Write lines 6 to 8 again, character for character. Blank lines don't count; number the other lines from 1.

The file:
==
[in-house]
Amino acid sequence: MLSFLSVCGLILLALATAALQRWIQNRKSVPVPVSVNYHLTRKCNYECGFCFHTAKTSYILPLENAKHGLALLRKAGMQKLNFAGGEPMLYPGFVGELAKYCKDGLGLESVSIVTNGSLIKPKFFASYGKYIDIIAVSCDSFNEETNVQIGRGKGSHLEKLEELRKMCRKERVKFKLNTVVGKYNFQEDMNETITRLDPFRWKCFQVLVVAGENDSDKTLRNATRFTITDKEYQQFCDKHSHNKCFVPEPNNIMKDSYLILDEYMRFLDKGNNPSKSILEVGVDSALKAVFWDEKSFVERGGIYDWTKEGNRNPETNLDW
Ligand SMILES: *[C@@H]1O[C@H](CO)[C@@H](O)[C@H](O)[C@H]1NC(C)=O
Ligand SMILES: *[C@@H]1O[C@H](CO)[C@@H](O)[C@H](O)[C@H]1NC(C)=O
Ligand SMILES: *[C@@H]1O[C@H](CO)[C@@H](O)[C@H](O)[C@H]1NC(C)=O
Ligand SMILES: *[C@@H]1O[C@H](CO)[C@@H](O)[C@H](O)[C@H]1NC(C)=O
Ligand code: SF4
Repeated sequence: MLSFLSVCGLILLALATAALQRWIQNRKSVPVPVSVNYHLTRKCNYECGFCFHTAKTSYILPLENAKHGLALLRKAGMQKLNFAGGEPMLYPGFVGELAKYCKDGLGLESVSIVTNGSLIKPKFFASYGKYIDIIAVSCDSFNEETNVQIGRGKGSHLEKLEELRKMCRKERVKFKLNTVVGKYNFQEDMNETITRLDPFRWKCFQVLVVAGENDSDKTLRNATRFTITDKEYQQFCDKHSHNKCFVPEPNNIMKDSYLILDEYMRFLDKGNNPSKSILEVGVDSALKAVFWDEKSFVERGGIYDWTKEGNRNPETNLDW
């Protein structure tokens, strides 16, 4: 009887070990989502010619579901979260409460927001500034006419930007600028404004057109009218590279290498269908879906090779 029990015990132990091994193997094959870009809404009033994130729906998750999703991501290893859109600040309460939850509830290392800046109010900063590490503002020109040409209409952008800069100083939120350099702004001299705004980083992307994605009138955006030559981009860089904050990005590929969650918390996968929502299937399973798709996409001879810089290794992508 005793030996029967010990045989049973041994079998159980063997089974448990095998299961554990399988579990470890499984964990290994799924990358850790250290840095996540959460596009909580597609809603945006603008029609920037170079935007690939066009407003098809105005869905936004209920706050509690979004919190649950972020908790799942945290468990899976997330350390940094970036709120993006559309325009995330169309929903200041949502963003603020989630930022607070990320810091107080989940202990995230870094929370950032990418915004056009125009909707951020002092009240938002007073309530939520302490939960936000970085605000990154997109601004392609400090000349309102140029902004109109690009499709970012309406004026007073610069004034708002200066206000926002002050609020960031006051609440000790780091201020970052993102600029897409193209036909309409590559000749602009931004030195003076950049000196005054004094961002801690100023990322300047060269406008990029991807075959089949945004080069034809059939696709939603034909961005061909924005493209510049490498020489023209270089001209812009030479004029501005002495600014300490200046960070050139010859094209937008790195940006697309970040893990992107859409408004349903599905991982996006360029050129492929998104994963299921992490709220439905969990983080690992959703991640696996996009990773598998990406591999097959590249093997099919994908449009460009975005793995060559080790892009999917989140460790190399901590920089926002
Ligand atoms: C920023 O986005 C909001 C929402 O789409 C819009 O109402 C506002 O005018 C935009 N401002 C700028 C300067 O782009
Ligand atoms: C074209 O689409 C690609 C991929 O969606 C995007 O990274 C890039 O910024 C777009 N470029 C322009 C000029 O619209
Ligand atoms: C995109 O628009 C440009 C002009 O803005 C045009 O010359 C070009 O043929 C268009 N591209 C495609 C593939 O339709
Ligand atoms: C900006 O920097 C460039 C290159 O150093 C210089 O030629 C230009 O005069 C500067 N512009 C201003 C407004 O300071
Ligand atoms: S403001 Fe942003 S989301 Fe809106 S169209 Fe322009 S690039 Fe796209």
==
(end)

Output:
Ligand SMILES: *[C@@H]1O[C@H](CO)[C@@H](O)[C@H](O)[C@H]1NC(C)=O
Ligand code: SF4
Repeated sequence: MLSFLSVCGLILLALATAALQRWIQNRKSVPVPVSVNYHLTRKCNYECGFCFHTAKTSYILPLENAKHGLALLRKAGMQKLNFAGGEPMLYPGFVGELAKYCKDGLGLESVSIVTNGSLIKPKFFASYGKYIDIIAVSCDSFNEETNVQIGRGKGSHLEKLEELRKMCRKERVKFKLNTVVGKYNFQEDMNETITRLDPFRWKCFQVLVVAGENDSDKTLRNATRFTITDKEYQQFCDKHSHNKCFVPEPNNIMKDSYLILDEYMRFLDKGNNPSKSILEVGVDSALKAVFWDEKSFVERGGIYDWTKEGNRNPETNLDW